Several EU member states expel dozens of Russian diplomats for suspected espionage

Russian Embassy PragueA WEEK AFTER POLAND announced the expulsion of 45 Russian diplomats, the foreign ministries of Belgium, the Czech Republic, Ireland and the Netherlands announced on March 29, 2022 that they would expel Russian diplomats. A day later, Slovakia followed up by announcing it will expel 35 Russian diplomats. On Monday, April 4, France, Germany and Lithuania followed suit with dozens of expulsions.

The German federal government announced it will expel 40 Russian diplomats who, according to minister of foreign affairs Annalena Baerbock, “worked every day against our freedom and against the cohesion of our society”, and are “a threat to those who seek our protection”. The persons involved have five days to leave Germany. Later that day, France announced it will expel “many” Russian diplomats “whose activities are contrary to our security interests”, adding that “this action is part of a European approach”. No further details are known at this time.
Furthermore, Lithuania ordered the Russian ambassador to Vilnius to leave the country, and announced their ambassador to Ukraine will return to Kyiv. In an official statement, foreign minister Gabrielius Landsbergis said Lithuania was “lowering the level of diplomatic representation with Russia, this way expressing its full solidarity with Ukraine and the Ukrainian people, who are suffering from Russia’s unprecedented aggression”. Meanwhile, Latvian minister of foreign affairs Edgars Rinkēvičs announced in a tweet that Latvia will “limit diplomatic relations” with the Russian Federation “taking into account the crimes committed by the Russian armed forces in Ukraine”, and that “specific decisions will be announced once internal procedures have been complete”.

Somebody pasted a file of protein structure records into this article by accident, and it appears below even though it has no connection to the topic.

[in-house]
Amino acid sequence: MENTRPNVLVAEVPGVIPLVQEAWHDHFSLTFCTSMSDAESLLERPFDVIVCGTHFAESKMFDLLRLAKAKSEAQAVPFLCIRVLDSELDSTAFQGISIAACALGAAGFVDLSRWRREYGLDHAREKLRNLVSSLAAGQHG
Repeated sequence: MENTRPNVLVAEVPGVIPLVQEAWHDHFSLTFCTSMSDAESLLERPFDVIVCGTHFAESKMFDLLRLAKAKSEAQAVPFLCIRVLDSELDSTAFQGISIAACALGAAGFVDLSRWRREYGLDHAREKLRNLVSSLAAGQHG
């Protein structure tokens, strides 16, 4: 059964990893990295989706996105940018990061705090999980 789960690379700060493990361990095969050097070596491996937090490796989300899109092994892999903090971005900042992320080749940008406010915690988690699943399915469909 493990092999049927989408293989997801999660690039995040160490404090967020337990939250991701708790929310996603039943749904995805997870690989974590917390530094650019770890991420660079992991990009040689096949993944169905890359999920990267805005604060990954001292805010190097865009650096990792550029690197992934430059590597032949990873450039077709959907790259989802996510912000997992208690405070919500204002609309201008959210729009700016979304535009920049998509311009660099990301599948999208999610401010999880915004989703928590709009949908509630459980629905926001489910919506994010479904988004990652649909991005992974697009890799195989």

The Czech Republic, which in 2021 called on the European Union (EU) and the North Atlantic Treaty Organization (NATO) to expel Russian diplomats in solidarity against Moscow, announced the expulsion of one diplomat from the Russian embassy in Prague, on a 72-hour notice. In a tweet, the Czech ministry of foreign affairs stated that “Together with our Allies, we are reducing the Russian intelligence presence in the EU”.

Belgium has order the expulsion of 21 diplomats from the Russian embassy in Brussels and consulate in Antwerp. Minister Sophie Wilmès said the measure was taken to protect national security and was unrelated to the war in Ukraine. “Diplomatic channels with Russia remain open, the Russian embassy can continue to operate and we continue to advocate dialogue”, Wilmès said.

The Netherlands will be expelling 17 diplomats from the Russian embassy in The Hague. According to minister Wopke Hoekstra, the diplomats were secretly active as intelligence officers. Hoekstra based this on information from the Dutch secret services AIVD and MIVD. The Russian embassy in The Hague has 75 registered diplomats, of which 58 will remain. Hoekstra says the decision was taken with “a number of like-minded countries”, based on grounds of national security. Like his Belgian colleague, Woekstra adds he wants diplomatic channels with Russia to remain open.